India’s rich struggles with Gupta’s US fate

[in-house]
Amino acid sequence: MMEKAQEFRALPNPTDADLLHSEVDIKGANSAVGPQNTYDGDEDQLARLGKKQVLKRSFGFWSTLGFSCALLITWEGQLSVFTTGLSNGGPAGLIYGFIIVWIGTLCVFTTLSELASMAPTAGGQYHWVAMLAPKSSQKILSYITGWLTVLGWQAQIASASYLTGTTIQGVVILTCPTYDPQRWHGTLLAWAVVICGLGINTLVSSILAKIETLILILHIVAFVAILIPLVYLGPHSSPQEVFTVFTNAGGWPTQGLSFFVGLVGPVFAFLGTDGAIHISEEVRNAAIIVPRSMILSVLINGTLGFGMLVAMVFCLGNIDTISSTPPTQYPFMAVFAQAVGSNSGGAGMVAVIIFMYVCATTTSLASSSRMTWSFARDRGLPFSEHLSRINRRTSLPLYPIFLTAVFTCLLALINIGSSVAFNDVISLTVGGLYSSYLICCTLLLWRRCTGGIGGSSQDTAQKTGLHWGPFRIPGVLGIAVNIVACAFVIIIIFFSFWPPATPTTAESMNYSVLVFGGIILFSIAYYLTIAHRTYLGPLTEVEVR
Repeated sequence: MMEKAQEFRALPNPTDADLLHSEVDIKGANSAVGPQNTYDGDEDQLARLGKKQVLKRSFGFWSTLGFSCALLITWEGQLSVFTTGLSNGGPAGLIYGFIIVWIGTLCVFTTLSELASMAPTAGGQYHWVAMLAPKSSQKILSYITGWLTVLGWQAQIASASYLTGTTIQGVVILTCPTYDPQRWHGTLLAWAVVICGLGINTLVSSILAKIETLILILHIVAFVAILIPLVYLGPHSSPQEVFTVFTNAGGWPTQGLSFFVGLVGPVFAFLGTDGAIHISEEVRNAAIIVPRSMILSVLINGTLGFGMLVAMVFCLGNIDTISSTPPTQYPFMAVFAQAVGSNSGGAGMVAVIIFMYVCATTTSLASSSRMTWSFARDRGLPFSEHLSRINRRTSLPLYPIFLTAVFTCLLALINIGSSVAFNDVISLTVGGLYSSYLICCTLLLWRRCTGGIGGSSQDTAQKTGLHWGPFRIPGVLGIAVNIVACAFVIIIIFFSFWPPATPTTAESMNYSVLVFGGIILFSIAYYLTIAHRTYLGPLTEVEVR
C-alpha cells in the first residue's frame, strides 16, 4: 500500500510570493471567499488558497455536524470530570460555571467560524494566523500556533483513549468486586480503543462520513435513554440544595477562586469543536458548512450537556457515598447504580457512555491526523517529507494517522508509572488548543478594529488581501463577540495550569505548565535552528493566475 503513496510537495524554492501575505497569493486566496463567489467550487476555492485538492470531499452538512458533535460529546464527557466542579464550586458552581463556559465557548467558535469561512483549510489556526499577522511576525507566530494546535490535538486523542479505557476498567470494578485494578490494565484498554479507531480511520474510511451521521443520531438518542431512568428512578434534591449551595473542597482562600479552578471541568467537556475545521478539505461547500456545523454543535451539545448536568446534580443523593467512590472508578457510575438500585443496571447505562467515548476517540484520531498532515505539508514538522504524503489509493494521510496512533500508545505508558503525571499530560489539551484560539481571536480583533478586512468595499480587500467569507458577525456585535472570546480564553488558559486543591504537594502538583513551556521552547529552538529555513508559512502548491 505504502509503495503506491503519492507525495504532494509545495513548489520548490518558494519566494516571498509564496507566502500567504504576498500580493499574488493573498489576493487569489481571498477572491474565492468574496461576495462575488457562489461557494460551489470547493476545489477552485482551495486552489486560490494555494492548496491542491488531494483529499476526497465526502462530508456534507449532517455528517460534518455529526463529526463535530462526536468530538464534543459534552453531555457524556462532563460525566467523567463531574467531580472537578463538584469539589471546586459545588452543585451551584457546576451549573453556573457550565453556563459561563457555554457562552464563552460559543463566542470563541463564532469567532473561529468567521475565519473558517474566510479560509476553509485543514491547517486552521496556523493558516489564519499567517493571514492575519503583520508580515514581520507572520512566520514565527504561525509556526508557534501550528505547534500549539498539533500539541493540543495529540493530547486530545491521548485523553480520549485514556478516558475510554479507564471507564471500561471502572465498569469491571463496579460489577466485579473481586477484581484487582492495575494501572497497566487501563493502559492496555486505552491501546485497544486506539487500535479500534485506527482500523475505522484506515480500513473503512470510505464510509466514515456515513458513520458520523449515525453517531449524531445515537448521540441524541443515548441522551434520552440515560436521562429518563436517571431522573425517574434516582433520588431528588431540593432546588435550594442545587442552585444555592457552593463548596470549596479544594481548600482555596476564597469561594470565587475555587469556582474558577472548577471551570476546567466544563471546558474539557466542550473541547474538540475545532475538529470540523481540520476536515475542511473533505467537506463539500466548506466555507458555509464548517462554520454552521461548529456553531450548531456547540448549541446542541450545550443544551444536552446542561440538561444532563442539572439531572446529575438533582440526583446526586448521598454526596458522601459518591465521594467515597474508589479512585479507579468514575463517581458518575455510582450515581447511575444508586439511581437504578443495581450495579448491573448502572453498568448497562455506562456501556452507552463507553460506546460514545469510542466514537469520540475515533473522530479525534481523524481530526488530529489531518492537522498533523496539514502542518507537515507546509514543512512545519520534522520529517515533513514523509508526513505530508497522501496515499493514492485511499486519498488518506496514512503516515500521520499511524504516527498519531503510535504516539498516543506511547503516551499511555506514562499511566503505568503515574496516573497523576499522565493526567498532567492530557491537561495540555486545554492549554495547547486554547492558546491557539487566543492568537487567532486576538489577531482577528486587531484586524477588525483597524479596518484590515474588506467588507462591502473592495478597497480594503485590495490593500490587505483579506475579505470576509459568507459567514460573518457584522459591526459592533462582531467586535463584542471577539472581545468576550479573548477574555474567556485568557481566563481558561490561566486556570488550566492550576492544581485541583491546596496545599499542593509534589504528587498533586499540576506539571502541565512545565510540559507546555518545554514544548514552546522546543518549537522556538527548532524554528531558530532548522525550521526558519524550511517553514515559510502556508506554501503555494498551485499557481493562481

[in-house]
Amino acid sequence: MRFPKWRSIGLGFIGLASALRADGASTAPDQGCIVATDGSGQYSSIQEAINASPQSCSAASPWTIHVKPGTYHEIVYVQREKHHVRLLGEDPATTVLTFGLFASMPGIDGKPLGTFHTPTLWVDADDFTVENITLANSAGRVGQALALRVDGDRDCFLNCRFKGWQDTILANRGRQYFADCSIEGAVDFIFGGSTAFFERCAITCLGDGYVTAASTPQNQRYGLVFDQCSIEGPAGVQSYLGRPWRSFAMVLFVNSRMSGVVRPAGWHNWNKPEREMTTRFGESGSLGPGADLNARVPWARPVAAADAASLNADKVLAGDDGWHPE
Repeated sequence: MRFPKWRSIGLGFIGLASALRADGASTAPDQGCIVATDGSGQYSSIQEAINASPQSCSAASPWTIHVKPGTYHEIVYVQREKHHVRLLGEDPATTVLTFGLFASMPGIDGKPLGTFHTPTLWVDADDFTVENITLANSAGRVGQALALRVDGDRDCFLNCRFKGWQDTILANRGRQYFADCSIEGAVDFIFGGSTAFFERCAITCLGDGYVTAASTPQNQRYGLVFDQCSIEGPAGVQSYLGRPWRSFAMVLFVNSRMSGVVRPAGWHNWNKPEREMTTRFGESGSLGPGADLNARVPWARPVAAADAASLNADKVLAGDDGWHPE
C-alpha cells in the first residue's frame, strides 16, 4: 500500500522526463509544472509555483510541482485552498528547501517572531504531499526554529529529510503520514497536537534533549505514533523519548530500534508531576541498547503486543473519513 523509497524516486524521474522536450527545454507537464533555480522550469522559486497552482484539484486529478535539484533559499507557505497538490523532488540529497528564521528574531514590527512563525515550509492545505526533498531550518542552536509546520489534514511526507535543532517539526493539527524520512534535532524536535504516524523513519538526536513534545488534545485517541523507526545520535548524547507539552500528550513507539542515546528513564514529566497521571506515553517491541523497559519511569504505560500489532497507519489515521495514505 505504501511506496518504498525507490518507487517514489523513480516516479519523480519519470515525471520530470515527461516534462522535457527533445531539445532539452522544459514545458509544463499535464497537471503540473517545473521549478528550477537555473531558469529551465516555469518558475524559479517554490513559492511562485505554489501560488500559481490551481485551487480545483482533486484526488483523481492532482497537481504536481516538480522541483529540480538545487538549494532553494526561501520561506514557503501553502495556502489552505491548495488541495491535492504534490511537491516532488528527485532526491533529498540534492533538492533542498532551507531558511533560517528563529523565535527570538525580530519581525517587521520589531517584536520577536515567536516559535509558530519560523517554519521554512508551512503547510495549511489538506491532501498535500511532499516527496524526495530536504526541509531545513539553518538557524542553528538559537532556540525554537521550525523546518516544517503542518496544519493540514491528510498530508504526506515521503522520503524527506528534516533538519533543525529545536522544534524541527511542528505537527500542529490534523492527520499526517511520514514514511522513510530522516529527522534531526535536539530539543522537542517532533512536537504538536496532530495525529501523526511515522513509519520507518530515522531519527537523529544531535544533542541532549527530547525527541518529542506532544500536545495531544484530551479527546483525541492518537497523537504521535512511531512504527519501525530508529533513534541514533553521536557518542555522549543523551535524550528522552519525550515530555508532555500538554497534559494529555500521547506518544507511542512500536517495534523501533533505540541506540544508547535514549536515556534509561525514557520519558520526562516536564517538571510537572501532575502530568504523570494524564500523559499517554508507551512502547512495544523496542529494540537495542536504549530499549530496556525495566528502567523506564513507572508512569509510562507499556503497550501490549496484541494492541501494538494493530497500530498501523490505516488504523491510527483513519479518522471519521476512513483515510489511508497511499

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Rajat Gupta lived the ultimate Indian dream: a successful reputation with an ability to open doors at the highest level of global business. The orphan-turned-success story has made him a role model in India where many aspire to follow his meritocratic career path, which includes a Harvard education and the top posts at McKinsey & Co and Goldman Sachs. During Gupta’s trial in the US where he was found guilty on several counts of passing on secret business information relating to trades in the stock of Goldman Sachs to Raj Rajaratnam, the head of Galleon, a hedge fund, many leading Indian industrialists backed a public campaign supporting Gupta, including Mukesh Ambani, the billionaire head of Reliance Industries and Adi Godrej, chairman of the Godrej Group. But there was also muted criticism about the greed and avarice involved in the deed. Book author and former P&G India CEO Gurcharan Das, said that Gupta, while associating with billionaires, aspired to become one of them. “It’s the classic problem of status anxiety…he was associating with CEOs and billionaires earning very large sums. His job was to advise people with a lot of capital, not to be an owner of capital. He got new ambitions,” Das told Financial Times.

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